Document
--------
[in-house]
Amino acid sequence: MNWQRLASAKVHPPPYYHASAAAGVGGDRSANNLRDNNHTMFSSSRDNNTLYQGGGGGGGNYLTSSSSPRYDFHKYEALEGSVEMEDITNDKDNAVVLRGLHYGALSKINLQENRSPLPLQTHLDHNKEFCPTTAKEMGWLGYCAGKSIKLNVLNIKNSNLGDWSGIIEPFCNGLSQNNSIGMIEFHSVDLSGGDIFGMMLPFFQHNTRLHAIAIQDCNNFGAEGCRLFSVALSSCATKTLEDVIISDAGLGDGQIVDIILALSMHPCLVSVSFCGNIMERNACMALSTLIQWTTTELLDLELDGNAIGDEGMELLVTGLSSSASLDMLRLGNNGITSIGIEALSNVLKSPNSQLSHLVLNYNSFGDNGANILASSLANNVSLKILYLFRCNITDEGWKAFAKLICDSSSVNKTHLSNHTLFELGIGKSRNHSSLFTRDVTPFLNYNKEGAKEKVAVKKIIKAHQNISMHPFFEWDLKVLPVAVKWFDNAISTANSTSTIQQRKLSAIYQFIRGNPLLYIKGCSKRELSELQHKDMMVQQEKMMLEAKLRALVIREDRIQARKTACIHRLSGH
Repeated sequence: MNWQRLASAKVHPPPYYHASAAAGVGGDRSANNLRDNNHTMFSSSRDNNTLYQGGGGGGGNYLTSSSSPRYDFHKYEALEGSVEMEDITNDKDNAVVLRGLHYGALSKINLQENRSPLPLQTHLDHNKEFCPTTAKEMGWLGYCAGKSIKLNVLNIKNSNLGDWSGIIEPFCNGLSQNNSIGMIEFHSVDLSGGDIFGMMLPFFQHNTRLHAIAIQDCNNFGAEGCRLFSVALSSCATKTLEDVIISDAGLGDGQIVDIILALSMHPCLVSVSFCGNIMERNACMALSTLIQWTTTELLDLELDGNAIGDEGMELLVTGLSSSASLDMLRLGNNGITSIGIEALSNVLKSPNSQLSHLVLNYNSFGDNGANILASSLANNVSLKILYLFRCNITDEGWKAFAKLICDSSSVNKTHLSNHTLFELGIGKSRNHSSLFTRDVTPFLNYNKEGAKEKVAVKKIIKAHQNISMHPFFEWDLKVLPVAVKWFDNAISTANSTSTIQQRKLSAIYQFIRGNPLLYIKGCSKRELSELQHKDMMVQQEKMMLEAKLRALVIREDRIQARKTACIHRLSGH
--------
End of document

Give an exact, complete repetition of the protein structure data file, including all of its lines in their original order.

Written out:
[in-house]
Amino acid sequence: MNWQRLASAKVHPPPYYHASAAAGVGGDRSANNLRDNNHTMFSSSRDNNTLYQGGGGGGGNYLTSSSSPRYDFHKYEALEGSVEMEDITNDKDNAVVLRGLHYGALSKINLQENRSPLPLQTHLDHNKEFCPTTAKEMGWLGYCAGKSIKLNVLNIKNSNLGDWSGIIEPFCNGLSQNNSIGMIEFHSVDLSGGDIFGMMLPFFQHNTRLHAIAIQDCNNFGAEGCRLFSVALSSCATKTLEDVIISDAGLGDGQIVDIILALSMHPCLVSVSFCGNIMERNACMALSTLIQWTTTELLDLELDGNAIGDEGMELLVTGLSSSASLDMLRLGNNGITSIGIEALSNVLKSPNSQLSHLVLNYNSFGDNGANILASSLANNVSLKILYLFRCNITDEGWKAFAKLICDSSSVNKTHLSNHTLFELGIGKSRNHSSLFTRDVTPFLNYNKEGAKEKVAVKKIIKAHQNISMHPFFEWDLKVLPVAVKWFDNAISTANSTSTIQQRKLSAIYQFIRGNPLLYIKGCSKRELSELQHKDMMVQQEKMMLEAKLRALVIREDRIQARKTACIHRLSGH
Repeated sequence: MNWQRLASAKVHPPPYYHASAAAGVGGDRSANNLRDNNHTMFSSSRDNNTLYQGGGGGGGNYLTSSSSPRYDFHKYEALEGSVEMEDITNDKDNAVVLRGLHYGALSKINLQENRSPLPLQTHLDHNKEFCPTTAKEMGWLGYCAGKSIKLNVLNIKNSNLGDWSGIIEPFCNGLSQNNSIGMIEFHSVDLSGGDIFGMMLPFFQHNTRLHAIAIQDCNNFGAEGCRLFSVALSSCATKTLEDVIISDAGLGDGQIVDIILALSMHPCLVSVSFCGNIMERNACMALSTLIQWTTTELLDLELDGNAIGDEGMELLVTGLSSSASLDMLRLGNNGITSIGIEALSNVLKSPNSQLSHLVLNYNSFGDNGANILASSLANNVSLKILYLFRCNITDEGWKAFAKLICDSSSVNKTHLSNHTLFELGIGKSRNHSSLFTRDVTPFLNYNKEGAKEKVAVKKIIKAHQNISMHPFFEWDLKVLPVAVKWFDNAISTANSTSTIQQRKLSAIYQFIRGNPLLYIKGCSKRELSELQHKDMMVQQEKMMLEAKLRALVIREDRIQARKTACIHRLSGH